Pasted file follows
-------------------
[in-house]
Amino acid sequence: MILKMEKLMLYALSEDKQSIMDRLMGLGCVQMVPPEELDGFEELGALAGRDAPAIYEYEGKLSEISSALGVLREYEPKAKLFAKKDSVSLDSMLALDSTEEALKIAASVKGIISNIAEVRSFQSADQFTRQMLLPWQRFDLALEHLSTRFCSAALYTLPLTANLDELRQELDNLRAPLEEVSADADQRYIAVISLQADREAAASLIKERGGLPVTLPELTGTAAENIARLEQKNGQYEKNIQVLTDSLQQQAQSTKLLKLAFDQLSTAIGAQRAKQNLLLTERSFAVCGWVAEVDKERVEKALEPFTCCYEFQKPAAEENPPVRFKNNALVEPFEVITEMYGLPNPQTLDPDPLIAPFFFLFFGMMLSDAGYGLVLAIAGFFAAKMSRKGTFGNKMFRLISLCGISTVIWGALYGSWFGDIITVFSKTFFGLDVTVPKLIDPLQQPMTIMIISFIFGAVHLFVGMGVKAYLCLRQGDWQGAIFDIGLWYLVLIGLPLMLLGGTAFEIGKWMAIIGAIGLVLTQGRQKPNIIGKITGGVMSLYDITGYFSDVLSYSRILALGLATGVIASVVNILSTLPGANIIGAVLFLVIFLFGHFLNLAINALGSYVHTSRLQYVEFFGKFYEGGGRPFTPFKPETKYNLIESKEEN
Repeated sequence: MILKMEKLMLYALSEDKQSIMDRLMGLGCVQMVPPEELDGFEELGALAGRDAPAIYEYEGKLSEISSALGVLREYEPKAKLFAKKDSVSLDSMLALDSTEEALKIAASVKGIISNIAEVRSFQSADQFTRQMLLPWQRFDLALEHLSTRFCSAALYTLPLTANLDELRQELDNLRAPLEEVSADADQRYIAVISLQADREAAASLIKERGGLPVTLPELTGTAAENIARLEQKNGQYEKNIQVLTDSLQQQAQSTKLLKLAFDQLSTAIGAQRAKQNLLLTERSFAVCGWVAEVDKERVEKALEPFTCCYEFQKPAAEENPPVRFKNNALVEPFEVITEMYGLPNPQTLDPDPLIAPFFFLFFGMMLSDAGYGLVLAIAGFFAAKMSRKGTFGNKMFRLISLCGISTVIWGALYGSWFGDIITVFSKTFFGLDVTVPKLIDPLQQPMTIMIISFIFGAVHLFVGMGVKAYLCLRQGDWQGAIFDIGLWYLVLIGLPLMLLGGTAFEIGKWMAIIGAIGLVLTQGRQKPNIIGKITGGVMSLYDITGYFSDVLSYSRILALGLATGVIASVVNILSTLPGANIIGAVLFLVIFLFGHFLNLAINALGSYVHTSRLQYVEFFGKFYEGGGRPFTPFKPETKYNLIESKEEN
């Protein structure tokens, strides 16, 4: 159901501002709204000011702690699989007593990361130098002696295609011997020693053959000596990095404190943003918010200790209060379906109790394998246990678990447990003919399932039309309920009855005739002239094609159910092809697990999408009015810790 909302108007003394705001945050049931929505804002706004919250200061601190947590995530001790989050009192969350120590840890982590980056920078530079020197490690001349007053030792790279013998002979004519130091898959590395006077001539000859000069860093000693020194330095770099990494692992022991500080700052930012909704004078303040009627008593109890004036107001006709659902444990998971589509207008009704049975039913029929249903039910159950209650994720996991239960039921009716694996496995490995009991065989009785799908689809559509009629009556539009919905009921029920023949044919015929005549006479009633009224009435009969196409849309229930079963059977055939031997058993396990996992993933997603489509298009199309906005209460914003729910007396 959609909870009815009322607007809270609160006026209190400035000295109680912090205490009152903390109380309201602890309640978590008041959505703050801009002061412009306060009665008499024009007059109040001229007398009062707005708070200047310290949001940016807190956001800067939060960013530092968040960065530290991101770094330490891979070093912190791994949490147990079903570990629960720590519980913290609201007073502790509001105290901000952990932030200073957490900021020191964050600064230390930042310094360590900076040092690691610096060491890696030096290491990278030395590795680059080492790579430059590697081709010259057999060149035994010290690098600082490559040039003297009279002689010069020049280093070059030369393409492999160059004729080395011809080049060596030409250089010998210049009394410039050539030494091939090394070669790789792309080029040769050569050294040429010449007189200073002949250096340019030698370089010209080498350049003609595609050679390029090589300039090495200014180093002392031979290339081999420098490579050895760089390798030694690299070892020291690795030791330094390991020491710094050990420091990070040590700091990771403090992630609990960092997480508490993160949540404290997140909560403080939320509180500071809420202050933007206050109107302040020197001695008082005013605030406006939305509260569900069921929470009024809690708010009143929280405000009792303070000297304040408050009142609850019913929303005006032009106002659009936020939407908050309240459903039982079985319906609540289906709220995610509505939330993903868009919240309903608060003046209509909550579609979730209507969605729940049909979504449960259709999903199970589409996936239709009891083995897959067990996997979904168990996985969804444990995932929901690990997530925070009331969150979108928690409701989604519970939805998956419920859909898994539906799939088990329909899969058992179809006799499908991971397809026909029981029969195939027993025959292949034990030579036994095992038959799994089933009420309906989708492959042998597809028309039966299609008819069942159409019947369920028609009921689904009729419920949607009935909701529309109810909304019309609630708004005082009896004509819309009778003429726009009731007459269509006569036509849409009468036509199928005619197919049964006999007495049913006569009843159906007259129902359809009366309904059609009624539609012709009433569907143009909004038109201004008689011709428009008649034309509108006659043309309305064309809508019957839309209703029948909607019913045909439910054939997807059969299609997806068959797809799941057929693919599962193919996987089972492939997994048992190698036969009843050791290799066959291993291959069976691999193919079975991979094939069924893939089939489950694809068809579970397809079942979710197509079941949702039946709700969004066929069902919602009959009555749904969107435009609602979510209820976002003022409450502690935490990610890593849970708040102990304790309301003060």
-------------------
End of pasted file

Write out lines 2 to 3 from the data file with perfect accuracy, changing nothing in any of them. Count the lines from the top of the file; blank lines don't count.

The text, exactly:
Amino acid sequence: MILKMEKLMLYALSEDKQSIMDRLMGLGCVQMVPPEELDGFEELGALAGRDAPAIYEYEGKLSEISSALGVLREYEPKAKLFAKKDSVSLDSMLALDSTEEALKIAASVKGIISNIAEVRSFQSADQFTRQMLLPWQRFDLALEHLSTRFCSAALYTLPLTANLDELRQELDNLRAPLEEVSADADQRYIAVISLQADREAAASLIKERGGLPVTLPELTGTAAENIARLEQKNGQYEKNIQVLTDSLQQQAQSTKLLKLAFDQLSTAIGAQRAKQNLLLTERSFAVCGWVAEVDKERVEKALEPFTCCYEFQKPAAEENPPVRFKNNALVEPFEVITEMYGLPNPQTLDPDPLIAPFFFLFFGMMLSDAGYGLVLAIAGFFAAKMSRKGTFGNKMFRLISLCGISTVIWGALYGSWFGDIITVFSKTFFGLDVTVPKLIDPLQQPMTIMIISFIFGAVHLFVGMGVKAYLCLRQGDWQGAIFDIGLWYLVLIGLPLMLLGGTAFEIGKWMAIIGAIGLVLTQGRQKPNIIGKITGGVMSLYDITGYFSDVLSYSRILALGLATGVIASVVNILSTLPGANIIGAVLFLVIFLFGHFLNLAINALGSYVHTSRLQYVEFFGKFYEGGGRPFTPFKPETKYNLIESKEEN
Repeated sequence: MILKMEKLMLYALSEDKQSIMDRLMGLGCVQMVPPEELDGFEELGALAGRDAPAIYEYEGKLSEISSALGVLREYEPKAKLFAKKDSVSLDSMLALDSTEEALKIAASVKGIISNIAEVRSFQSADQFTRQMLLPWQRFDLALEHLSTRFCSAALYTLPLTANLDELRQELDNLRAPLEEVSADADQRYIAVISLQADREAAASLIKERGGLPVTLPELTGTAAENIARLEQKNGQYEKNIQVLTDSLQQQAQSTKLLKLAFDQLSTAIGAQRAKQNLLLTERSFAVCGWVAEVDKERVEKALEPFTCCYEFQKPAAEENPPVRFKNNALVEPFEVITEMYGLPNPQTLDPDPLIAPFFFLFFGMMLSDAGYGLVLAIAGFFAAKMSRKGTFGNKMFRLISLCGISTVIWGALYGSWFGDIITVFSKTFFGLDVTVPKLIDPLQQPMTIMIISFIFGAVHLFVGMGVKAYLCLRQGDWQGAIFDIGLWYLVLIGLPLMLLGGTAFEIGKWMAIIGAIGLVLTQGRQKPNIIGKITGGVMSLYDITGYFSDVLSYSRILALGLATGVIASVVNILSTLPGANIIGAVLFLVIFLFGHFLNLAINALGSYVHTSRLQYVEFFGKFYEGGGRPFTPFKPETKYNLIESKEEN